After 33 years as the executive director of Hidden Acres Mennonite Camp, Campbell Nisbet is grateful for all the growth he has witnessed. Whether it is the trees he planted on the camp property or the spiritual maturing of young adult leaders he mentored, Nisbet sees it all as signs of God’s blessing. And he is deeply grateful.
As he reflects back on the time he and his wife Chris and their four children spent at Hidden Acres, he marvels at how it all unfolded. In what he describes as “a series of events that we could not have scripted,” Nisbet and his family transitioned from Newfoundland-Labrador, where they were finishing 12 years of service in five different assignments with Mennonite Central Committee, to Hidden Acres, a week before their fourth child was born.
For them, that move in 1986 was God, “lighting the path.” The family was ready to settle some place more permanently, but “we had no idea what our next steps would be,” he says. It turns out, Hidden Acres was looking for a new executive director, and Nisbet was offered the job.
So the family grew right along with the programming at the camp, which operates year-round as a retreat centre and a summer camp.
For Nisbet, the heart of the camp’s ministry is its beautiful, natural setting. He describes it as “life-giving sacred space . . . set apart . . . with an expectation that God is present and can be encountered in many different ways.” He feels good about a more-recent focus on environmental stewardship to preserve that natural beauty for the next generation.
Keeping the three pillars of the camp—program, staff and facilities—balanced and growing at the same rate was part of his role. He credits the founders, supportive boards and many volunteers with creating a sustainable financial vision, enabling Hidden Acres to subsidize valued services like a camp for single moms and their children.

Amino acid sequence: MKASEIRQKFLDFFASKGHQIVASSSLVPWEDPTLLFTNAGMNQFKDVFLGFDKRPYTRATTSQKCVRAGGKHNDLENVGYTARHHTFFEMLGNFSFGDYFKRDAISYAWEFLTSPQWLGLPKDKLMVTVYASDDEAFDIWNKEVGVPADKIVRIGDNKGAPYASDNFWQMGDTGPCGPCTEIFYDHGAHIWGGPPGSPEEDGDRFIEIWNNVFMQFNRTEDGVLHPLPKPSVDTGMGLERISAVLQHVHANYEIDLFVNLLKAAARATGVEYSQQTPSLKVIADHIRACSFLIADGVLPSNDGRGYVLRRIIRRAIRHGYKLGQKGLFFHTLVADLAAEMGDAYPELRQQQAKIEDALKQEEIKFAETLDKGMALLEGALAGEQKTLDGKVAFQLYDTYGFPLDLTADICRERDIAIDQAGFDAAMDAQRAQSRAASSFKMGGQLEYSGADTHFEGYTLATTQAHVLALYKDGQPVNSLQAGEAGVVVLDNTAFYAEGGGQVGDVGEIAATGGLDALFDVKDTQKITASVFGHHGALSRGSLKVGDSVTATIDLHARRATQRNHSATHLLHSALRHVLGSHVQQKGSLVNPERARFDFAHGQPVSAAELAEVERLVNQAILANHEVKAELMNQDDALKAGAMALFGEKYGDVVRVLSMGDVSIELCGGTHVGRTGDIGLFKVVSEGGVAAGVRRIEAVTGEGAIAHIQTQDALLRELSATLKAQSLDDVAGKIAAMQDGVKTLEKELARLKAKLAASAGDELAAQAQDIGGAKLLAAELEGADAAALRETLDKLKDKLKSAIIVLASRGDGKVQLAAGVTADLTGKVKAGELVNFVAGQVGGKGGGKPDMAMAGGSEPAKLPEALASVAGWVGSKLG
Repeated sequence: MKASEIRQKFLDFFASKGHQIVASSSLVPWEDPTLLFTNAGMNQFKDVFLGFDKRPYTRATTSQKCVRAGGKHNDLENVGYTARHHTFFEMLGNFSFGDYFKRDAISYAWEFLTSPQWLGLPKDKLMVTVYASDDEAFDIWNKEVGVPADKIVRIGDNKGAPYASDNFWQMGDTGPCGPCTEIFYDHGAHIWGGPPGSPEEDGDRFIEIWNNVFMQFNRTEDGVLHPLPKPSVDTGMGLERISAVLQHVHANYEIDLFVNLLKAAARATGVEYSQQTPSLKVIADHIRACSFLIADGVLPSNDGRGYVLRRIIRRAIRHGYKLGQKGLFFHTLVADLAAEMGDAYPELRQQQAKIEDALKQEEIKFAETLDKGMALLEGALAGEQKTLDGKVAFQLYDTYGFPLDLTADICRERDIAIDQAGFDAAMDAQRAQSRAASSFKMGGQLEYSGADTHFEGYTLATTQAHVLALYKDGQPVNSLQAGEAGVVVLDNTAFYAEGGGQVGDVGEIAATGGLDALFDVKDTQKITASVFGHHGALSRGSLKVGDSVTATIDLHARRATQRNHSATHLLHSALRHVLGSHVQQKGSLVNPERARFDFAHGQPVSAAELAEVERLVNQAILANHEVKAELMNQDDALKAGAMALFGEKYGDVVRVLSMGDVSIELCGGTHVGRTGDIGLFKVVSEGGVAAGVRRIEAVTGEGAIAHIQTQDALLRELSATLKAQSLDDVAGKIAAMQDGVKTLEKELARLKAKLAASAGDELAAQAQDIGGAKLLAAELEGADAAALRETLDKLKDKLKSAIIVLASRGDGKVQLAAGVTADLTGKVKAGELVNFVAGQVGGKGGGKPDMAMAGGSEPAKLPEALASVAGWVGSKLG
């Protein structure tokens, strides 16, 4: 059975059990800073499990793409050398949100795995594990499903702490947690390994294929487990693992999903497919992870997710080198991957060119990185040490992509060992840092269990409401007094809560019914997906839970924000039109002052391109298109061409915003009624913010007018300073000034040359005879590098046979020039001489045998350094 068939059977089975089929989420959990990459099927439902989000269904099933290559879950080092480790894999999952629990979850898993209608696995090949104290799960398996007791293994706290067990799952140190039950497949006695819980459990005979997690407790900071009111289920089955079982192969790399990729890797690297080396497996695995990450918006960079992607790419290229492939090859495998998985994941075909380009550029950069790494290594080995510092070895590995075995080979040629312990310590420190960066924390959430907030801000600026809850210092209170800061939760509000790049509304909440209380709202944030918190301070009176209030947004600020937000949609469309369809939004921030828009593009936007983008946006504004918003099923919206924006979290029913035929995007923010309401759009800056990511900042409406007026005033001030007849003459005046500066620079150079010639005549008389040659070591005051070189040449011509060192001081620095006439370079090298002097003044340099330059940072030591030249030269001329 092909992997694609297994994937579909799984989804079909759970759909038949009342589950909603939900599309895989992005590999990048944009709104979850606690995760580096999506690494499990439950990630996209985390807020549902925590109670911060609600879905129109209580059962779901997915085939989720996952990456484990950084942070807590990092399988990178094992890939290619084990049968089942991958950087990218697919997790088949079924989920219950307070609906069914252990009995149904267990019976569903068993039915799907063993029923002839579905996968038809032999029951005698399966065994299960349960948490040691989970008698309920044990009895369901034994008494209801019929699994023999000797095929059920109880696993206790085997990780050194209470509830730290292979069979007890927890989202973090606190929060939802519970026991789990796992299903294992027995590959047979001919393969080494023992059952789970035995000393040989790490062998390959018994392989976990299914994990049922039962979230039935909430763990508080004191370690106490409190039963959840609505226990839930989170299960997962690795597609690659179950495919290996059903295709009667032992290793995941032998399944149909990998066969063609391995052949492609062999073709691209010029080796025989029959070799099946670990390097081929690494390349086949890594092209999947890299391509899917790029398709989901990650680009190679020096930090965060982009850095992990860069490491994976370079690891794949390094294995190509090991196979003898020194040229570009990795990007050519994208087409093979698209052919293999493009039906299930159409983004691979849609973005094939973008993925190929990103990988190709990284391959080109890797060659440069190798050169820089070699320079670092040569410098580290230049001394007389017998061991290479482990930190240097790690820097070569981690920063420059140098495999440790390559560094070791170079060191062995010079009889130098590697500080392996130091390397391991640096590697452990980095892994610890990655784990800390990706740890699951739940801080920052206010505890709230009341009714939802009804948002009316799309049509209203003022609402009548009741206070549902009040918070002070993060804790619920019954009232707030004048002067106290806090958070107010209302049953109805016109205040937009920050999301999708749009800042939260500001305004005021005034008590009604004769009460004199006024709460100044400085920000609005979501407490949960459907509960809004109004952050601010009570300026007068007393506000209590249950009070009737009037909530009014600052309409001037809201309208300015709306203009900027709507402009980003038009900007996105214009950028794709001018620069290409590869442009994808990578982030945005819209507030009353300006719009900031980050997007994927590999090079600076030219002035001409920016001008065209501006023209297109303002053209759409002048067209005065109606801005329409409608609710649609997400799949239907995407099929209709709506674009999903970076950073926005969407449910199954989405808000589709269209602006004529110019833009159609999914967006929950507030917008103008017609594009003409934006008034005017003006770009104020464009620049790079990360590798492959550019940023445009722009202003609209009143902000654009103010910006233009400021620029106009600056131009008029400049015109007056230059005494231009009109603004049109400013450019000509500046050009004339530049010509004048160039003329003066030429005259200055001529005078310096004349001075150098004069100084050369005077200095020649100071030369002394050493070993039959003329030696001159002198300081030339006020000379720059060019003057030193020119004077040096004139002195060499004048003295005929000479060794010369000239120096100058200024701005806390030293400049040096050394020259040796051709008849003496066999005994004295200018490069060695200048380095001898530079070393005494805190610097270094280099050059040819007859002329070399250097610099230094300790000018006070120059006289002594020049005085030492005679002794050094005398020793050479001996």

Of his 33 years at the camp, Nisbet says that “people have always been the greatest strength of this ministry.” It was a blessing to be in “a place where children from urban areas could go and learn about God’s love.” And seeing young leaders grow personally and spiritually was “very fulfilling,” he adds.
Nisbet likes the creative and dynamic nature of what happens at camp. He says there is a “challenge to stay true to the essence of our faith,” and yet allow that expression of faith to be creative in today’s society.
He describes diversity as a strength in the camp’s development over the years, having hosted rental groups from a wide range of cultural and faith backgrounds, and recruited university co-op students who brought a variety of skills and interests to the staff.
He wants parents and churches to recognize the value of a camping experience by encouraging their youth and young adults to work there, and to offer financial support to make it possible. He emphasizes that the high level of leadership, responsibility and maturity expected of these young people is hard to match in any other summer job. He sees churches and camps as partners. Both are “involved in the work of the kingdom, but we are doing it from a different locus,” he says.
Nisbet acknowledges that the intense nature of camp life can become all-consuming at times, making it hard to balance the priorities of guests, campers and his family. But looking back, he says he is humbled and gratified, “having been part of the growth” for 33 years. And he is excited about the strong team of leaders in place to lead growth at Hidden Acres into the future.
For more on the Nisbet family’s farewell, read "A blessing from God."